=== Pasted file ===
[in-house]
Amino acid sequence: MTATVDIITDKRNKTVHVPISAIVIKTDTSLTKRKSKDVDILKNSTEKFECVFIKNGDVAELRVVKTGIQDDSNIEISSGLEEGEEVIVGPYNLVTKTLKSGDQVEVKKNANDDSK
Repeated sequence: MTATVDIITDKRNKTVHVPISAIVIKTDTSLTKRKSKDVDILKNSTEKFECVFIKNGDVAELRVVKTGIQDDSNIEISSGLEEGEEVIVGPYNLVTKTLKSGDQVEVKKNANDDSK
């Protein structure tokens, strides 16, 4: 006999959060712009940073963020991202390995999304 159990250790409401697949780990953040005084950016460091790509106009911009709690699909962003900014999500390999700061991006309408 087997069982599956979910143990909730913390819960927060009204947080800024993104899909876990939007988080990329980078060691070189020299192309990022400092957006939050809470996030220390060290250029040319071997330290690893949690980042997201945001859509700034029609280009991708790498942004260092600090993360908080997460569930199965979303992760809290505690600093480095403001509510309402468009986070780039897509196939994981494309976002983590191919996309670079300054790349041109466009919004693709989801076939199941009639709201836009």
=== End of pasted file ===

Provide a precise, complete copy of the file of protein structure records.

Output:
[in-house]
Amino acid sequence: MTATVDIITDKRNKTVHVPISAIVIKTDTSLTKRKSKDVDILKNSTEKFECVFIKNGDVAELRVVKTGIQDDSNIEISSGLEEGEEVIVGPYNLVTKTLKSGDQVEVKKNANDDSK
Repeated sequence: MTATVDIITDKRNKTVHVPISAIVIKTDTSLTKRKSKDVDILKNSTEKFECVFIKNGDVAELRVVKTGIQDDSNIEISSGLEEGEEVIVGPYNLVTKTLKSGDQVEVKKNANDDSK
């Protein structure tokens, strides 16, 4: 006999959060712009940073963020991202390995999304 159990250790409401697949780990953040005084950016460091790509106009911009709690699909962003900014999500390999700061991006309408 087997069982599956979910143990909730913390819960927060009204947080800024993104899909876990939007988080990329980078060691070189020299192309990022400092957006939050809470996030220390060290250029040319071997330290690893949690980042997201945001859509700034029609280009991708790498942004260092600090993360908080997460569930199965979303992760809290505690600093480095403001509510309402468009986070780039897509196939994981494309976002983590191919996309670079300054790349041109466009919004693709989801076939199941009639709201836009």